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Kaweco Nibs And German Quality Control


yixiel
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I agree with you as far as nibs department is concerned....Japanese are best...

But if you are looking at beautiful Japanese pens... then take a look at Nakayas and Namikis .... they are stunner....

 

Yes I find Italian pens more beautiful... but again pathetic nibs...

Sorry....im italian and I dont want to give the impression to be nationalist at all, but in your post I think you try to compare 2 different worlds.

 

Japan, for every product mean perfection in terms of performance, quality controll, durability, and any others.

I visit Japan since more than 25 years, and I know well what Im saying.

 

Italy mean creativity, innovation in design and materials, and sometime problems in quality controll.

 

This for motorbikes, car, food, pens, and whatever else we want.

 

I have in my collection many japanese pens, from cheap ones up to Nakaya, all bought in Japan during my business trips. Great pens, great materials, great nibs, but, for me, boaring pens.

 

I prefer to have an italian motorbike, an italian car, and to carry italian pens.

 

Lastly, about quality controll, I also hai some issues with some Omas (my favourit pens since 30 years), but all my Aurora and Delta have been great writers out of the box, like Japanese ones (but very much superior in terms of design).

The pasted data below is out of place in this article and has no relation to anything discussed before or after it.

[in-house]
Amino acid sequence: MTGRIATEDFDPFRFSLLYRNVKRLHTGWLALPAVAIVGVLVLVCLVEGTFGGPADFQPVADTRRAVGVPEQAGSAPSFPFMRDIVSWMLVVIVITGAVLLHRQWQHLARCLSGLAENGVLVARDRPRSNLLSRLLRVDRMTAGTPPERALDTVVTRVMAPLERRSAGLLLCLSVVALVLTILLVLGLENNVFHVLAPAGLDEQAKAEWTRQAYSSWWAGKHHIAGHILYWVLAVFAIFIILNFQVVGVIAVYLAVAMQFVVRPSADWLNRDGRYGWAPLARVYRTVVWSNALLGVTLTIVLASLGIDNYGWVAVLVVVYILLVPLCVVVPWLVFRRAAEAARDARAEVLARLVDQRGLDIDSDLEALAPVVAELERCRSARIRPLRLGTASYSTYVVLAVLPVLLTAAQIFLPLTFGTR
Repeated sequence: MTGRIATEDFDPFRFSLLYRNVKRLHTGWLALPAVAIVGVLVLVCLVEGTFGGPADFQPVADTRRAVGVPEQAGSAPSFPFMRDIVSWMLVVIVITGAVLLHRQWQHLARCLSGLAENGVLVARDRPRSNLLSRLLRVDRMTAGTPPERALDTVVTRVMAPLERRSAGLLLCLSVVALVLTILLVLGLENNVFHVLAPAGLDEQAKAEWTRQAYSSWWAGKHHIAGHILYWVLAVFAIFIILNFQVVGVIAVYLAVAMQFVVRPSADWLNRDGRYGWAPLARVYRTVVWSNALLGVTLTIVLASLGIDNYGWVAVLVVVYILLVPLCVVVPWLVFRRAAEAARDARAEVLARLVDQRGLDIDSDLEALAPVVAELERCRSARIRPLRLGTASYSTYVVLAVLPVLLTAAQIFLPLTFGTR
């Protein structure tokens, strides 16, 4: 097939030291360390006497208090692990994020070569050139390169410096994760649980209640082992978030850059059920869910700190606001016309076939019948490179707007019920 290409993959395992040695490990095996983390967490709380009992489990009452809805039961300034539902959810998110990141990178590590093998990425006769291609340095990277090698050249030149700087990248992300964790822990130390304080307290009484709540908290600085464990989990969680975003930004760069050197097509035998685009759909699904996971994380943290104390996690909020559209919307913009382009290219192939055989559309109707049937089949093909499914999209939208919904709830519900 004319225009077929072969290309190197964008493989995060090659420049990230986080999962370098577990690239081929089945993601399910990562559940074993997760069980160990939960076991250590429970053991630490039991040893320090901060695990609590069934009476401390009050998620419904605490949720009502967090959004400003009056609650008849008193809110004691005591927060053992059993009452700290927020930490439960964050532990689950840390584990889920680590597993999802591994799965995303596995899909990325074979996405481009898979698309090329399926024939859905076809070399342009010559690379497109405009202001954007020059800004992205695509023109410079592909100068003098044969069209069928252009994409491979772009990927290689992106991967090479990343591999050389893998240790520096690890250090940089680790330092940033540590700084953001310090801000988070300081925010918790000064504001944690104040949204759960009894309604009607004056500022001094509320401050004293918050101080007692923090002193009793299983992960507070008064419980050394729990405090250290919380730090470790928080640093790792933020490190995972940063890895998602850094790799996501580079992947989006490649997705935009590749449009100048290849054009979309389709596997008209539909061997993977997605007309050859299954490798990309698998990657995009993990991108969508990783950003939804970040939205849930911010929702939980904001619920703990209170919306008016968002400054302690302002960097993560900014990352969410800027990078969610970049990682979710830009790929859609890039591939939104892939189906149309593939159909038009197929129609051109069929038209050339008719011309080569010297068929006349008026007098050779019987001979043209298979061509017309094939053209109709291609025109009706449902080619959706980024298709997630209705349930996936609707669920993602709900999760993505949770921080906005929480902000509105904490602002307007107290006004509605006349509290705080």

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Sorry....im italian and I dont want to give the impression to be nationalist at all, but in your post I think you try to compare 2 different worlds.

 

Japan, for every product mean perfection in terms of performance, quality controll, durability, and any others.

I visit Japan since more than 25 years, and I know well what Im saying.

 

Italy mean creativity, innovation in design and materials, and sometime problems in quality controll.

 

This for motorbikes, car, food, pens, and whatever else we want.

 

I have in my collection many japanese pens, from cheap ones up to Nakaya, all bought in Japan during my business trips. Great pens, great materials, great nibs, but, for me, boaring pens.

 

I prefer to have an italian motorbike, an italian car, and to carry italian pens.

 

Lastly, about quality controll, I also hai some issues with some Omas (my favourit pens since 30 years), but all my Aurora and Delta have been great writers out of the box, like Japanese ones (but very much superior in terms of design).

I think I would mostly agree.